The weekly “little of this, little of that” feature here at Like Mother, Like Daughter!
(This will all look and work better if you click on the actual post and do not remain on the main page.)
I am happy to offer our readers a giveaway of two copies of Leila Miller and Trent Horn’s Made This Way: How to Prepare Kids to Face Today’s Tough Moral Issues.
Most advice is wrong when it comes to explaining sexual morality to children — even advice from Catholics. Most people want you to tell your young children about all the immoral things people do, from abortion to mutilation, and then tell them why it’s all wrong but we can’t judge.
I’ve spent a lot of time here explaining how detrimental this approach is — how it was never used by our forbears in faith and ought not to be used now, when it clearly is not working, but harming children instead.
So I was not sure about this book. I was worried!
I feel like I am the lone voice telling you that your children deserve from you innocence and a chance to develop without interference from adult problems — that it’s your challenge to protect them from evil and things that would disturb their growth, just as we would hasten to protect a tender seedling from a sudden frost. We know a plant will be blighted, with no hope from recovery, if left to the elements too soon. But somehow we’ve been lied to and begin to believe that children’s moral development will survive disturbance.
We’ve shifted the burden onto the child.
I’m relieved that on the contrary, Leila Miller and Trent Horn have written a book that helps parents understand their responsibilities and gives them first the background, then the words, to fulfill them.
I also love that Leila (she’s Lay-la, I’m Lye-la!) offers her own experience raising her children to adulthood. We need that. She says all the things I’d say, and offers plenty of anecdotes about how she doesn’t hesitate to get her kids out of a dangerous situation when needed.
You’ll learn solid things about Church teaching on moral questions and you’ll learn what to say to small children and what to say to older children. It’s a book to give to your sister-in-law or your wavering friend.
So leave a comment here for a chance to win one of the two we”ll be giving away!
If you’ve read the book, please leave a review on Amazon — that will be helpful to bring it to the attention of people who are searching for just this sort of thing. You can leave 5 stars and simply say “great book!” or you can leave a long review — up to you!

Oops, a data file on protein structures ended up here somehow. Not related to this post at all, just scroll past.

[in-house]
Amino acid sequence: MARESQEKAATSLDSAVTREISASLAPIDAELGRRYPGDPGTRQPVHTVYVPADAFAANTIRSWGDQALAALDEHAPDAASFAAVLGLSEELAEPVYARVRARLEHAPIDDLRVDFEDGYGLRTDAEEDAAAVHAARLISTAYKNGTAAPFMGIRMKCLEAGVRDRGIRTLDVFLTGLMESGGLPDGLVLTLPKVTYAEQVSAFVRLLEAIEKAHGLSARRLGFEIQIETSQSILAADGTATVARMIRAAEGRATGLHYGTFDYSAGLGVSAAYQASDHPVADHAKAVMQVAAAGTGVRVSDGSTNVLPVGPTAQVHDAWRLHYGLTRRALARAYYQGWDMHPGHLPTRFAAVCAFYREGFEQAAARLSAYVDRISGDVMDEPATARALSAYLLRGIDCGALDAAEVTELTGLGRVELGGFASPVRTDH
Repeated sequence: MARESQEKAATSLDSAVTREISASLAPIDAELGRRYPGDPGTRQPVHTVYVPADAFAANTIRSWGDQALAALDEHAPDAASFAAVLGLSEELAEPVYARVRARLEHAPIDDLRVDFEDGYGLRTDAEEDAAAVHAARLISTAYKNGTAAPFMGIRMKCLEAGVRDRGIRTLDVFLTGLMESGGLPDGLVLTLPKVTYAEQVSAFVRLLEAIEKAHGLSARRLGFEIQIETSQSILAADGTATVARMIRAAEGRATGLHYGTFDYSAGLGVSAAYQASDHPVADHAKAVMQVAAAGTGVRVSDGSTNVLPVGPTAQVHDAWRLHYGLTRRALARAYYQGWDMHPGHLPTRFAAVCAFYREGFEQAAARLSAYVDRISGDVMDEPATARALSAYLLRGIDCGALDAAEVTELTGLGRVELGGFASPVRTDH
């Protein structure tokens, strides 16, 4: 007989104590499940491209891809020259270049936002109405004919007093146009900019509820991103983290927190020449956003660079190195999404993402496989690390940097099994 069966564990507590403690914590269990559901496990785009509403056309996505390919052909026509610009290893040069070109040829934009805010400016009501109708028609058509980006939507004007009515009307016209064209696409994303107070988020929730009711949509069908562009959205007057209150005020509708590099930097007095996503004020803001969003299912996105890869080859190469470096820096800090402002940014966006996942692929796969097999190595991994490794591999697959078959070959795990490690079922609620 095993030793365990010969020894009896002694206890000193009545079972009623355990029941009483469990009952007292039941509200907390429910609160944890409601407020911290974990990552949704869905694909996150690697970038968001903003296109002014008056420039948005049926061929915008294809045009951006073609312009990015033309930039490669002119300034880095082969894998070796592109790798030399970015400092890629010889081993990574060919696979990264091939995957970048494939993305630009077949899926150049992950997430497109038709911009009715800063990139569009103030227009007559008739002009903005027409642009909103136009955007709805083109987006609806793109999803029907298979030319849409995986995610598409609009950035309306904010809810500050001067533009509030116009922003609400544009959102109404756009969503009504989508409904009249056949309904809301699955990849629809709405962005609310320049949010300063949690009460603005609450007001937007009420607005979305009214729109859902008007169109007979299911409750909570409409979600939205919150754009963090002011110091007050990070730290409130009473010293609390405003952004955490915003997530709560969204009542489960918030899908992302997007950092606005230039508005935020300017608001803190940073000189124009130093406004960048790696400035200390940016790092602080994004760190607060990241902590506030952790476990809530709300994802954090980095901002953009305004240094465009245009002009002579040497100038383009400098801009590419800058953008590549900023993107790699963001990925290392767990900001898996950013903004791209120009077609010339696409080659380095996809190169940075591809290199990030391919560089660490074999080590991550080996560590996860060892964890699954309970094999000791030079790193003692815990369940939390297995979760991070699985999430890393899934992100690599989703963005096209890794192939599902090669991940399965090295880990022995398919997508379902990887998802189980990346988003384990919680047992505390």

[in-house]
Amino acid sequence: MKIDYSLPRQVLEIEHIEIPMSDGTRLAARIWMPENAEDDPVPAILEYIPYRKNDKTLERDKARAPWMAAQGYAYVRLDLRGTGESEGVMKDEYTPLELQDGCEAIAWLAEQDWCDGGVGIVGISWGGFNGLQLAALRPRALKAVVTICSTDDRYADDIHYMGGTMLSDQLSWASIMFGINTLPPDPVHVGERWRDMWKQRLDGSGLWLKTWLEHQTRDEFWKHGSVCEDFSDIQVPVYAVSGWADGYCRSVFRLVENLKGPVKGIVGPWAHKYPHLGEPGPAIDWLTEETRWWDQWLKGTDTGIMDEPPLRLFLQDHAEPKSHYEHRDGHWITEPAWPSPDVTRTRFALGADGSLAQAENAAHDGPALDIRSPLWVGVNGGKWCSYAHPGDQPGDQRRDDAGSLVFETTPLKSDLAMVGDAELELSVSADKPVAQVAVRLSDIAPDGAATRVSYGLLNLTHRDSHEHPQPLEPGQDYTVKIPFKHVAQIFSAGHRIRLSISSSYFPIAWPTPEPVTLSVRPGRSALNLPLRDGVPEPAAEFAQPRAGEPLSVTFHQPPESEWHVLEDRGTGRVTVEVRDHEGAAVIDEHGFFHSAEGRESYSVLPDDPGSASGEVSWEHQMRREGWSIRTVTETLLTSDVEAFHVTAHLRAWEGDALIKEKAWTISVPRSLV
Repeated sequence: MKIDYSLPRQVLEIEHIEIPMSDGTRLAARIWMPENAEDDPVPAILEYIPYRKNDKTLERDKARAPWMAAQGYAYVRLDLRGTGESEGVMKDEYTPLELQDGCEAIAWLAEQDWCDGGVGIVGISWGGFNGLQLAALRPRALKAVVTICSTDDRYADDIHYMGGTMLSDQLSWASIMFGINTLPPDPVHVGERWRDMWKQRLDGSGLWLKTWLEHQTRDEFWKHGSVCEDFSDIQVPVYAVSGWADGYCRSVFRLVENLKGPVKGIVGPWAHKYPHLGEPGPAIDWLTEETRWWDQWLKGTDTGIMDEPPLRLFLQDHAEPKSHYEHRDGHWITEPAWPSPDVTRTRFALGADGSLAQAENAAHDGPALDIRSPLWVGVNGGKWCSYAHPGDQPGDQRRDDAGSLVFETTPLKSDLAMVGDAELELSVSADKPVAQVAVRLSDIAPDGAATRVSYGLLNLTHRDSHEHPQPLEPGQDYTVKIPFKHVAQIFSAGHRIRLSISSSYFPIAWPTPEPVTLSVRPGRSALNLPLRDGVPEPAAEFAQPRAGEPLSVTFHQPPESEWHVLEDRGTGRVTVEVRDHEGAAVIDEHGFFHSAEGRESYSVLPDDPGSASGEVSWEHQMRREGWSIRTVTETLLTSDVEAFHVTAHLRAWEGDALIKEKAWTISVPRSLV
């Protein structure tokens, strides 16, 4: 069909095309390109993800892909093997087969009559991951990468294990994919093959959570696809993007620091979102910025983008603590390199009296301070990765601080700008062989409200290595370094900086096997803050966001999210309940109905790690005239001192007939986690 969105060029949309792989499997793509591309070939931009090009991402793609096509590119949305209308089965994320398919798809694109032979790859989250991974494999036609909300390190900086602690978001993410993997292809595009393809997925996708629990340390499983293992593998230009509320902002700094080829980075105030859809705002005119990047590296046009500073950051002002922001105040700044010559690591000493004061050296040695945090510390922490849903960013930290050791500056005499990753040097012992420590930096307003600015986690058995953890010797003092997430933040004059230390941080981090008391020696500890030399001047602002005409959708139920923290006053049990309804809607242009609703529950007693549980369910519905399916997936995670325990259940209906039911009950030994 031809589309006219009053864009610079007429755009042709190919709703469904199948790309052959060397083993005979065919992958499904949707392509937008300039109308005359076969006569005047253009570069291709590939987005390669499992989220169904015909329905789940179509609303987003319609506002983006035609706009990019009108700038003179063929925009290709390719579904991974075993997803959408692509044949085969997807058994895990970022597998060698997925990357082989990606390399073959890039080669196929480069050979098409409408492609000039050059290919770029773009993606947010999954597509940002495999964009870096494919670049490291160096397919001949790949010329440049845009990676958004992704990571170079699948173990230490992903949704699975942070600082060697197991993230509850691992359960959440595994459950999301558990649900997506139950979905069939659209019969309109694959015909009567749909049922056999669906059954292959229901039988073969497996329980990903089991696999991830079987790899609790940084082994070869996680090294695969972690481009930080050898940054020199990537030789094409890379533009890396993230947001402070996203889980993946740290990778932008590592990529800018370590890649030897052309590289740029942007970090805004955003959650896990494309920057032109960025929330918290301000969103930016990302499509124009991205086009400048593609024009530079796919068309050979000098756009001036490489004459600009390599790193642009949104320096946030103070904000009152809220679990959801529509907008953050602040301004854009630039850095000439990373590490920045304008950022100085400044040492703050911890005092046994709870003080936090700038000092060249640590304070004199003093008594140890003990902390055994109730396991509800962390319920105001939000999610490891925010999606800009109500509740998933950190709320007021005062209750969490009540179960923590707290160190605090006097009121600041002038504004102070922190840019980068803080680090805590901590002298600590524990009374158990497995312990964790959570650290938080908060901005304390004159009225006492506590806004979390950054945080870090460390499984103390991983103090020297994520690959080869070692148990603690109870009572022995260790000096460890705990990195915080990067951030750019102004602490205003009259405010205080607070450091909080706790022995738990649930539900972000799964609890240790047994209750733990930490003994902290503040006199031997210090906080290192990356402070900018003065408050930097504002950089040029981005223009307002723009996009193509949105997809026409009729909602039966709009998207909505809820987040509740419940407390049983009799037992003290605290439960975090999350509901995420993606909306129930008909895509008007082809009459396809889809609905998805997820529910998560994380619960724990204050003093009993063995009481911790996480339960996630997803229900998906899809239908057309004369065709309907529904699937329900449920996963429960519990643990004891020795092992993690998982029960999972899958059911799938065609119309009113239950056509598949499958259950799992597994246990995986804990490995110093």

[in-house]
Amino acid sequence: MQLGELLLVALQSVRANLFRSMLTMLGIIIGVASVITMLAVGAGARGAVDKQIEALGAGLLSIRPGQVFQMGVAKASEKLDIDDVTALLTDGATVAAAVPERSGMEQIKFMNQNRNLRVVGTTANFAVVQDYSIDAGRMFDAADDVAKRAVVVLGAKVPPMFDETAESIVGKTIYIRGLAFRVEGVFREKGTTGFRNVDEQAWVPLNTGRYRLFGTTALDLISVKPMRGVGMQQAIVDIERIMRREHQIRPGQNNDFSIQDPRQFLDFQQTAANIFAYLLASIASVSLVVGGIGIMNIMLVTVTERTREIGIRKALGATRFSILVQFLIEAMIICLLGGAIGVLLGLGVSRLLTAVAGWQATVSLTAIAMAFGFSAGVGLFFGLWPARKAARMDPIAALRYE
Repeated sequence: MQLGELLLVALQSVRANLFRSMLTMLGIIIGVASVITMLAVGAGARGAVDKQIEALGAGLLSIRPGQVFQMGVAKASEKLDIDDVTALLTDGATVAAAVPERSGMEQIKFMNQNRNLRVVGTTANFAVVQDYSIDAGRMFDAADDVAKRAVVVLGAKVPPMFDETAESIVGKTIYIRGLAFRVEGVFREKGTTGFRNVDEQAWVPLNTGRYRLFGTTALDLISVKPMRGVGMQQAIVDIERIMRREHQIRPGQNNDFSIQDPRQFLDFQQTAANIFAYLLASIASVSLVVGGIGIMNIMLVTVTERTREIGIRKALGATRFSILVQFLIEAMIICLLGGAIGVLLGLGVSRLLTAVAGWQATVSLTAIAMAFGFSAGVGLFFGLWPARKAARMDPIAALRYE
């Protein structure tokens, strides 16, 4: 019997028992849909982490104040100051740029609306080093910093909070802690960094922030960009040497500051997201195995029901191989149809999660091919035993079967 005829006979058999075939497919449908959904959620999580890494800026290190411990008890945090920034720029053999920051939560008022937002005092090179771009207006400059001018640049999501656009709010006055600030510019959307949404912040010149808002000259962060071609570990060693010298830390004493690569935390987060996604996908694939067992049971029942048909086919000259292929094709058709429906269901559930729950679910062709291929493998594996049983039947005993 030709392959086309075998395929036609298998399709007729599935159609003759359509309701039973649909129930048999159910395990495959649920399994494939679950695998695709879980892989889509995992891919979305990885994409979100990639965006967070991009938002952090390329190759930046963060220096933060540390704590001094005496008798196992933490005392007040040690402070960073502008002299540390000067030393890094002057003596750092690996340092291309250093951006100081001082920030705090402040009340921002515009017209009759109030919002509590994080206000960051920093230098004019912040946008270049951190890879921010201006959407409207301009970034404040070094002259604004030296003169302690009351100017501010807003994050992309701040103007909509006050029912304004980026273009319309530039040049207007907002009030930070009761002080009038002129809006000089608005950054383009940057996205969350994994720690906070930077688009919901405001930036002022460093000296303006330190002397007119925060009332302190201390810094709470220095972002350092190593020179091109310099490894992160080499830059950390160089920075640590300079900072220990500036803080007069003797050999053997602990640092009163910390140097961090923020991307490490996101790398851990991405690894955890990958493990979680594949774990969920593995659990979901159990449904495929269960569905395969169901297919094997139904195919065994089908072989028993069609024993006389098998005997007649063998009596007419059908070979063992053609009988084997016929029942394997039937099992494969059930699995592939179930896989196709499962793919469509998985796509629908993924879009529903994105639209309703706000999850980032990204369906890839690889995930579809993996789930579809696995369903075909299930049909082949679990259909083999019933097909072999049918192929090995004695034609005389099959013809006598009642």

On to our links!
- I know that interest in celebrating Martinmas (November 11 — also — and not merely coincidentally! Veterans’ Day) has grown along with Waldorf schooling*, and that’s understandable! It’s so appealing for children to have a lantern procession along with a charming story of charity — a soldier who, for love of God, is renowned for cutting his Roman military cloak in half to give it to a naked beggar – Christ in disguise.
*not that I endorse Waldorf, which has a surface appeal but is deeply misguided — just remarking on how this particular tradition came to be revived.
I have been asked on several occasions about music for the celebration and especially for the procession. I’m hardly any kind of expert, but I came across two hymns that I think would be great — if we start learning them now, we should have them memorized by November 11! The first is the traditional ancient hymn for a saint, Iste Confessor. Here is the Gregorian Chant. Here is a transcendent rendition of the Scarlatti setting by The Sixteen:
- If you have trouble breastfeeding your baby, or know someone who does seem to be struggling, know that there is a lot of information. You might have to dig for it, but it’s there. Breastfeeding — at the breast, as opposed to how many interpret it, feeding breast milk from a bottle — is important for many reasons. One is proper formation of the mouth. This can be complicated by deformities of the tongue that make latching and feeding difficult, and then you run across people who try to tell you to compensate for oddities in various ways, when maybe surgery is really required. I came across this medical article and thought I’d share it with you (thanks to whoever on Facebook shared it!): Compensations for Tongue/Lip Tie.
- Homeschooling goals: A math notebook from a farm boy in England in the 18th century — beautiful calligraphy and chickens in pants. Here are images that you can download; here’s another report on the find.
From the archives:
- My posts on nursing the baby (important reasons why you need to nurse your baby — in the old-fashioned sense — even if you bottle feed, as well as lots of tips about breastfeeding).
We’d like to be clear that, when we direct you to a site via one of our links, we’re not necessarily endorsing the whole site, but rather just referring you to the individual post in question (unless we state otherwise).